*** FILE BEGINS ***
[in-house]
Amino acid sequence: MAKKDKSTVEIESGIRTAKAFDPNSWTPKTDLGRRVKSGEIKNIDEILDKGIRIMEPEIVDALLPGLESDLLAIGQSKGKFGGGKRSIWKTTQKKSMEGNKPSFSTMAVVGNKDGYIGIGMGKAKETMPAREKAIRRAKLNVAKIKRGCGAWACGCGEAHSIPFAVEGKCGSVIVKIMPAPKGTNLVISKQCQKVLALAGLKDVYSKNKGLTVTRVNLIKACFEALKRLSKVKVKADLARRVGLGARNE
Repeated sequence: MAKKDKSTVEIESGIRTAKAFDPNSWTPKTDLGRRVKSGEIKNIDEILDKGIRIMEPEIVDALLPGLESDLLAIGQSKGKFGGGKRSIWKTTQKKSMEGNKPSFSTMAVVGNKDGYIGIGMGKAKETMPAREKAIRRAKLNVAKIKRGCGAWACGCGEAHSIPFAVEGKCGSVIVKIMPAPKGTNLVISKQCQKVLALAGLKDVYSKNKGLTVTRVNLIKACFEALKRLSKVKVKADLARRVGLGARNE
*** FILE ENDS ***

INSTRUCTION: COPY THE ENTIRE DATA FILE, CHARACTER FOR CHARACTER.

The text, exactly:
[in-house]
Amino acid sequence: MAKKDKSTVEIESGIRTAKAFDPNSWTPKTDLGRRVKSGEIKNIDEILDKGIRIMEPEIVDALLPGLESDLLAIGQSKGKFGGGKRSIWKTTQKKSMEGNKPSFSTMAVVGNKDGYIGIGMGKAKETMPAREKAIRRAKLNVAKIKRGCGAWACGCGEAHSIPFAVEGKCGSVIVKIMPAPKGTNLVISKQCQKVLALAGLKDVYSKNKGLTVTRVNLIKACFEALKRLSKVKVKADLARRVGLGARNE
Repeated sequence: MAKKDKSTVEIESGIRTAKAFDPNSWTPKTDLGRRVKSGEIKNIDEILDKGIRIMEPEIVDALLPGLESDLLAIGQSKGKFGGGKRSIWKTTQKKSMEGNKPSFSTMAVVGNKDGYIGIGMGKAKETMPAREKAIRRAKLNVAKIKRGCGAWACGCGEAHSIPFAVEGKCGSVIVKIMPAPKGTNLVISKQCQKVLALAGLKDVYSKNKGLTVTRVNLIKACFEALKRLSKVKVKADLARRVGLGARNE